The general definition of the term WORD is to say something, name, express, command, order or instruct. ACTIONS simply put is how we act, react, operate or the effort we put in to do something. REINFORCEMENT could be summarised as what helps to build up or increase anything.
How do we foster children’s holistic development with words, actions and reinforcement? I would like you to pause for a minute to reflect on how you have been doing this. I have come across practitioners and parents who find this very challenging and have used it positively or negatively towards a child which in turn has resulted in either supporting or destroying a child’s confidence.
I will be paying attention to the use of words, actions and reinforcement in the social, personal and emotional aspects of a child’s development. I believe that once a child has confidence in these areas, it is then easy for a child to overcome challenging behaviours and other types of fears. Working with children over the past eight years led me to observe and research skills on how to support children with low or no confidence in all areas of learning. I have also had the opportunity to discuss with colleagues, professionals, parents and carers about the possibility of using appropriate words, actions and positive reinforcement to encourage children in all aspects of learning, especially in the areas of social, personal and emotional development.
- These are some of the skills I have used with children and I did achieve positive results in majority of the cases:
- Encourage the child to give you eye-contact and re-assure the child with words and facial expressions, by letting them know that it is okay to express no understanding of a subject matter.
- Ask the child to explain what he/she did not understand by using the question - What part of the topic did you not understand? You could then further give specific examples like, Was it the part where the man said a word to the boy?
- Explain to the child that he/she can write what they think of the subject and encourage them by using words like, I know you can try, I know you are able to do it.
- To make it fun, sometimes, you can become a child and also do the work alongside the child. This I found encouraged a lot of children.
- Set realistic goals for the child according to their ability at the time. Let your instructions be clear and simple. Do not group or compare the child with others who are way ahead. Individual planning is important to support children with little or no confidence.
- Be patient and be very understanding. Avoid showing annoying, irritating or impatient body language. For little efforts achieved by the child use words like, Well done! You see you can do it if you try.
- Parents, carers, teachers and everyone involved in the child’s life should work together using same agreed skills to avoid conflict and confusion. Use lots of praise language.
- Allow the child to assess him or herself by comparing the progress in their work. For example, if the child has written two sentences today and one the day before, show the child and let him or her see that he or she has made good progress. Children take pride in this and will most likely be willing to go a step further the next day.
- Praise the child’s efforts in the presence of his/her classmates and your colleagues.
- Encourage the child to show his or her work to another colleague or senior head of school. These are incentives that will motivate the child to work harder.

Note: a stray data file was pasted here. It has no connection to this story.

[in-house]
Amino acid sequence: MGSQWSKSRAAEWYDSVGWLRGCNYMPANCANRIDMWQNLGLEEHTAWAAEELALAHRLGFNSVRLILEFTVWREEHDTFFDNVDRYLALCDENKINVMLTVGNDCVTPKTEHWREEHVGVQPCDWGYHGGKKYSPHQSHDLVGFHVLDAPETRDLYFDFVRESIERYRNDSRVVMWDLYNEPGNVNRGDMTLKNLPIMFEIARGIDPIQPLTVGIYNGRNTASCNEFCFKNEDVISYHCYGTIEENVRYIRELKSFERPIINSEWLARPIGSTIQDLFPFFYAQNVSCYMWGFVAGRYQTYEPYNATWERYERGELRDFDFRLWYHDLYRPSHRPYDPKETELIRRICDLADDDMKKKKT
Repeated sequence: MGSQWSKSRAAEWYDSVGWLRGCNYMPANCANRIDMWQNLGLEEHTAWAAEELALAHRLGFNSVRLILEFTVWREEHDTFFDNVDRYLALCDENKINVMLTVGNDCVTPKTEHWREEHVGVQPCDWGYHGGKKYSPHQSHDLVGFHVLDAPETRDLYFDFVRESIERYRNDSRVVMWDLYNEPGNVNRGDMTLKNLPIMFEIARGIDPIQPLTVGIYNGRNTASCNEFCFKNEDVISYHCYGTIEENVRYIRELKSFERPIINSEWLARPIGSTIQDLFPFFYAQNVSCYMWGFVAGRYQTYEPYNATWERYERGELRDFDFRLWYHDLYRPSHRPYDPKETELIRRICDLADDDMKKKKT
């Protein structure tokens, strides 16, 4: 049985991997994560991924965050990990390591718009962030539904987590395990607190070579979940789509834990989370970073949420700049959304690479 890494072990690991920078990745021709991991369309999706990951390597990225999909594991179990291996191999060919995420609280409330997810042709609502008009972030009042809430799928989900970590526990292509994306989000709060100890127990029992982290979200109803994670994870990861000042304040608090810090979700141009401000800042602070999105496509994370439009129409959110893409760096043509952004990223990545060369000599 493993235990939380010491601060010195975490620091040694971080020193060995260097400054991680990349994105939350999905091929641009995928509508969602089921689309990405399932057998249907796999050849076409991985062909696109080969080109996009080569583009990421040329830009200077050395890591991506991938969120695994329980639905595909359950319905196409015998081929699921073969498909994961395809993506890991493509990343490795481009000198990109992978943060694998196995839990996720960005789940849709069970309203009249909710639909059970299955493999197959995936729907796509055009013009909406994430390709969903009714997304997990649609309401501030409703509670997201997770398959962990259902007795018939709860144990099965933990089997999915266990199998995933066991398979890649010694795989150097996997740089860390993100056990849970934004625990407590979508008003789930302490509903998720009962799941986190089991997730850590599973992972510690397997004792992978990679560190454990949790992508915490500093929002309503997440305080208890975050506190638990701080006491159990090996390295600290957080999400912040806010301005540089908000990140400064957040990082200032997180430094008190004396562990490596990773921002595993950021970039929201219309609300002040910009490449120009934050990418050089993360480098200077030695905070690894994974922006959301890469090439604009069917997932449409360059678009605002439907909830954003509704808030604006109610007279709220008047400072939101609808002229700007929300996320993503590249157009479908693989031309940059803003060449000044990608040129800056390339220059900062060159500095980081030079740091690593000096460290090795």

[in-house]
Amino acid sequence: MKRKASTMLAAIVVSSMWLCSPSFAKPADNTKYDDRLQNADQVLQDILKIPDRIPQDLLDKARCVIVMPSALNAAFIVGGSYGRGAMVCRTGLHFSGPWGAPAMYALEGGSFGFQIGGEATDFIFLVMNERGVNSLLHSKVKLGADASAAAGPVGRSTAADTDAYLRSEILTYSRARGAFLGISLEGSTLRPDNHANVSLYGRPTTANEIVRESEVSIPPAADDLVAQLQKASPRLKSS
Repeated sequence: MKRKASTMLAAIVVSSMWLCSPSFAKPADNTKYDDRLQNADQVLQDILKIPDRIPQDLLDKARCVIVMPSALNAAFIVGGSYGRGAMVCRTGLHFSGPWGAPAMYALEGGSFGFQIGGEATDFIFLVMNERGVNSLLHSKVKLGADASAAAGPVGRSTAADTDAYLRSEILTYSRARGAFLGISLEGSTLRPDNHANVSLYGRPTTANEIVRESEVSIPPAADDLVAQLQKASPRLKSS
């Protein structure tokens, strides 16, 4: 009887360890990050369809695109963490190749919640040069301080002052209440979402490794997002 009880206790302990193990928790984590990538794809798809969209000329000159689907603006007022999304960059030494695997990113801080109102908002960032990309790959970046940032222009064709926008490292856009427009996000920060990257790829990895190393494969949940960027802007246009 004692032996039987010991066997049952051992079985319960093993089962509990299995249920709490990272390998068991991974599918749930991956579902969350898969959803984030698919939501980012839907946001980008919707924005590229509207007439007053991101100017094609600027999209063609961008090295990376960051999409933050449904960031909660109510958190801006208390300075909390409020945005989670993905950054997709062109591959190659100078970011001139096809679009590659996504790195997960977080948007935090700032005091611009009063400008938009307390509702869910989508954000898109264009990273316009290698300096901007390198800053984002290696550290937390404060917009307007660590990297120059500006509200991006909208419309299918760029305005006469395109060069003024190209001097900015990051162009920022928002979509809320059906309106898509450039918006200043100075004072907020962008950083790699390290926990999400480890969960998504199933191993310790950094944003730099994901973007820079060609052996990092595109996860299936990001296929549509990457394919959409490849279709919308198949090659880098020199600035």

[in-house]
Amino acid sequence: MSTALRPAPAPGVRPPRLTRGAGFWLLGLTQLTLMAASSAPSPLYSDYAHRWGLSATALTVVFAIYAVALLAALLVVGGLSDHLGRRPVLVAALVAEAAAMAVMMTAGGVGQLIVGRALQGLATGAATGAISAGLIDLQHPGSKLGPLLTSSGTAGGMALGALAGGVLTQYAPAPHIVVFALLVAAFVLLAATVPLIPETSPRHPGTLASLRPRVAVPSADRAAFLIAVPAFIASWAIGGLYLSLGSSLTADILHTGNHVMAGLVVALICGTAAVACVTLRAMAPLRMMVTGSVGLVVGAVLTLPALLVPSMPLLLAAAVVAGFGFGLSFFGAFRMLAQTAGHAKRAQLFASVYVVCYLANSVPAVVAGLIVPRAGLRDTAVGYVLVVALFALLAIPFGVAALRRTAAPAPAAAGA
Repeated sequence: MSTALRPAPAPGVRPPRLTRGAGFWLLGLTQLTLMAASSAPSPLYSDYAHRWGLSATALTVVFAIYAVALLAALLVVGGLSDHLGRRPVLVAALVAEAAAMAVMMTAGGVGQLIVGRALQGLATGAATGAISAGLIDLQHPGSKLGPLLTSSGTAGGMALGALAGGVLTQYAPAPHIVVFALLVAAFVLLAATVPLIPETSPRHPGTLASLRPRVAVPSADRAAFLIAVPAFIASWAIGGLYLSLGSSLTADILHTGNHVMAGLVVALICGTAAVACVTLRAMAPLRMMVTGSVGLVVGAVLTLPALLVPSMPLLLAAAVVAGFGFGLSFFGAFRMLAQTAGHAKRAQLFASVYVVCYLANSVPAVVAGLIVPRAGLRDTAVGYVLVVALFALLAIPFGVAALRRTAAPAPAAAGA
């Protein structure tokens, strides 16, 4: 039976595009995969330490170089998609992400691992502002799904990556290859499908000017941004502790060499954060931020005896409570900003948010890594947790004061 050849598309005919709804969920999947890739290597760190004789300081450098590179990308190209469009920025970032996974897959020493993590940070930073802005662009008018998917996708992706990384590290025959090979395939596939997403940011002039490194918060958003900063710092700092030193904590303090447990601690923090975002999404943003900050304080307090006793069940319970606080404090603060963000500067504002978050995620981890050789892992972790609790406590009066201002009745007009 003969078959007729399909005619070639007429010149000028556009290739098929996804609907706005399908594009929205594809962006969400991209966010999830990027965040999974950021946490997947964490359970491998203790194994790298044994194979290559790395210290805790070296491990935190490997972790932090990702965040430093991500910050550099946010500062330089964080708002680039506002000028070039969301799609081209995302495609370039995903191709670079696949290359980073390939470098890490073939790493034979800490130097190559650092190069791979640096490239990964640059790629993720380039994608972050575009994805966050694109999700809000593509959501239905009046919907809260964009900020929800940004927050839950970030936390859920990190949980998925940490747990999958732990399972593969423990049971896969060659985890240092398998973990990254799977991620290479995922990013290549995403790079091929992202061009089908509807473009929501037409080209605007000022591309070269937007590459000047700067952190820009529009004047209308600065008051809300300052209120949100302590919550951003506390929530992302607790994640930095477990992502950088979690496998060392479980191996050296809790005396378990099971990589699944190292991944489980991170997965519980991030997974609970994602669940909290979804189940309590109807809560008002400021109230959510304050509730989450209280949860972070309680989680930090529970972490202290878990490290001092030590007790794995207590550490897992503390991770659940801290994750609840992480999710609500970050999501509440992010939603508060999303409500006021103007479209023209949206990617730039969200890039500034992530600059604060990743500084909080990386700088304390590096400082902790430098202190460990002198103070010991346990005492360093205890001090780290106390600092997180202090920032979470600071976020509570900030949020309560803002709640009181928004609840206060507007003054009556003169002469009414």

- Encourage the child to answer questions in class or in a group by calling on the child to give his or her views. Parents/carers do the same at home. Involve the child in some of your discussions and ask for their opinion. Try to take their opinion on board and let them see that you appreciated their opinion. This is a big boost for their confidence. Even if the answer is not in line with what you expect, first acknowledge the child’s comments or views and then give the child a scaffolding clue.
For children who have challenging behaviour, I have used the following strategies:
- Observe what triggers the behaviour and how long that behaviour usually lasts.
- Observe what triggers the child’s happiness and how long they stay happy.
- Ignore the repeated challenging behaviour and draw attention to the positive behaviour around them.
- Avoid labelling a child with a negative word.
- Avoid using commanding tones. Instead, be assertive using firm facial expressions.
- Avoid nagging the child and concentrate on the little positive things that the child does. This way, the seemingly attention seeking behaviour is gradually eradicated.
- Put the child in charge of that behaviour so that they take responsibility.
- Explain to the other children and adults that they have a role to play because they need to help the concerned child stop the unacceptable behavior.
- Where possible, act out that behaviour with someone else. Then ask the concerned child to tell you what he or she felt about the actions they just saw.
- Praise the concerned child for not showing the challenging behaviour before it is expressed.
- Don’t be quick to react or speak except when it is an obvious health and safety matter. Listen to the child; acknowledge what he or she has to say about what triggered a behavior. Show empathy and understanding. Ask the child to think and give ideas of how they could have handled the matter differently.
Finally, I believe that if we try to use more positive words, positive actions and positive reinforcement, it is very possible that society will see more confident and happy children coming out of our schools and homes.